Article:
Macy’s is introducing a series of tech capabilities to its brick and mortar store before the end of the year, as the retailer continues to fight to win back space in the US retail race.
Speaking on the first day of retail conference Shoptalk in Las Vegas, CEO Jeff Gennette, introduced a new feature that allows customers to use the Macy’s app to scan an item to pay. To finish the purchase, customers will then merely need to head to a mobile checkout counter located near the exits, where a sales associate will remove any shopping tags and bag the merchandise.
Alongside more convenient click & collect capabilities, these features will be rolled out across every Macy’s location by the end of 2018, he explained.
“We think of the Macy’s app as a key we hand to our customers, a key that allows them to unlock an enhanced shopping experience – a world of possibilities. With this powerful tool in hand, we give them the opportunity to engage with us on their terms. And we keep adding exciting new features to it based on what they tell us,” said Gennette in a press release.
The retailer has also worked with Ohio-based virtual and augmented reality specialist Marxent, to use their 3D Cloud and VR solution to create a VR furniture shopping experience. During early tests, the concept “significantly increased” transaction size, Gennette said.
In the in-store experience, consumers can use tablets to virtually design their own room and place Macy’s furniture inside, which can then be watched in 3D via a VR headset. The feature will roll out at 60 Macy’s locations by the summer. It will also allow the retailer to introduce furniture in smaller retail storefronts as it won’t need to store its full line. In addition, an AR furniture shopping feature will be incorporated into the retailer’s app in April.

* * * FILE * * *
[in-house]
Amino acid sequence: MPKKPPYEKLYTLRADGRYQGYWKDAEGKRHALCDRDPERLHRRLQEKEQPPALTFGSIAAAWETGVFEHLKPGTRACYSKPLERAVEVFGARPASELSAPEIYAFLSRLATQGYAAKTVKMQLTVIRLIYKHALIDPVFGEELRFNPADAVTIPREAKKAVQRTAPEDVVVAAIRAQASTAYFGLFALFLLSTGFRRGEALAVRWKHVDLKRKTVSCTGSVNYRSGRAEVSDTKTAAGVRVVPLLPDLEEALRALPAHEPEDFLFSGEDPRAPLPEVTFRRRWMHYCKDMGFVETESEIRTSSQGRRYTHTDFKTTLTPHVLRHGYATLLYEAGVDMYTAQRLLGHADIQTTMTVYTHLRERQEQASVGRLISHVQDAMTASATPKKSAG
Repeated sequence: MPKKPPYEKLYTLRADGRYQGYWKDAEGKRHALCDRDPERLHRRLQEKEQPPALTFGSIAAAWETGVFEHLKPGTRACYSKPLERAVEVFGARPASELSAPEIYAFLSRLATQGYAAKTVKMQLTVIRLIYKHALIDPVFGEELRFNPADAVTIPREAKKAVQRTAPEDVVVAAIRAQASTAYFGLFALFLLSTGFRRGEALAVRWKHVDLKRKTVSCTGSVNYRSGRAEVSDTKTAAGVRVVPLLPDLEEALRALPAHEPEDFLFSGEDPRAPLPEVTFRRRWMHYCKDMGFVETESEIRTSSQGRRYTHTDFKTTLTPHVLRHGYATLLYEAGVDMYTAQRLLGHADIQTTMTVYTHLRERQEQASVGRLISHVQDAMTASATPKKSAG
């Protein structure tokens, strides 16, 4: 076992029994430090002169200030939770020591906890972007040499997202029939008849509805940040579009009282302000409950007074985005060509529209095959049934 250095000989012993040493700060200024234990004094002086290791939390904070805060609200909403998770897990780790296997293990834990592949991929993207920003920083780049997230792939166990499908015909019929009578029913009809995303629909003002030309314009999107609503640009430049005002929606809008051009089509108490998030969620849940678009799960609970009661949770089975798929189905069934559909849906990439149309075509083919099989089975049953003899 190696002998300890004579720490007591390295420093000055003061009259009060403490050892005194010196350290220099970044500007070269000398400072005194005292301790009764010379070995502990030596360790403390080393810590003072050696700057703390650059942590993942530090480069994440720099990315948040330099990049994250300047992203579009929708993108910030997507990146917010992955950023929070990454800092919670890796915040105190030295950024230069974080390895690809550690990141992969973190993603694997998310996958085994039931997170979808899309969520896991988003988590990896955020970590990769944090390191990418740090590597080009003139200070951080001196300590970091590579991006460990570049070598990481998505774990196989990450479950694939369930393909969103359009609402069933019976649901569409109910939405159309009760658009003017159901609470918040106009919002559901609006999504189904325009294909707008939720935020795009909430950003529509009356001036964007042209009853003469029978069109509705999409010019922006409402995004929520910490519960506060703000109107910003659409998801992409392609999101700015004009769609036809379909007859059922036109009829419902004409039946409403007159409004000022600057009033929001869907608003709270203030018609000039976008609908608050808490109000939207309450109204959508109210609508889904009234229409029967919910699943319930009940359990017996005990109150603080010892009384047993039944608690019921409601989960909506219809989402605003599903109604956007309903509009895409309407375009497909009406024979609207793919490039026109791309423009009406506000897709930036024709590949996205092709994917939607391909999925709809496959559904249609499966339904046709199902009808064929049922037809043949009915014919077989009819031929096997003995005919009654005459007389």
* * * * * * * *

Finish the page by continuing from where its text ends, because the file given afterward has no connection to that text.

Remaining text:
“Consumers today don’t just adopt technology, they absorb it at a tremendous pace, but they want it to be useful to their needs. Like a lot of brands, we’ve experimented with VR in a number of areas and we’re excited to have found a practical application that has proven to drive sales. In furniture, we are giving our customers a new tool that will allow them to virtually test out home furnishings, helping them make more informed decisions on these important purchases,” said Gennette.
At present, furniture retailers such as IKEA and Wayfair are deploying similar capabilities, while AR is also being heavily applied in the beauty industry, and dabbled with in fashion.
Retailers like Macy’s and Target were present at the Shoptalk conference to talk about how they are developing in-store technologies that will respond to consumer demand and help them stay head-above-water when going up against the elephant in the room: Amazon. It was no mere coincidence that on the same day, Gianna Puerini, VP of Amazon Go, and Dilip Kumar, VP of technology for Amazon Go and Amazon Books, also took to the stage, where they shared consumer insights on their store’s cashierless experience since launching in Seattle a little over a year ago.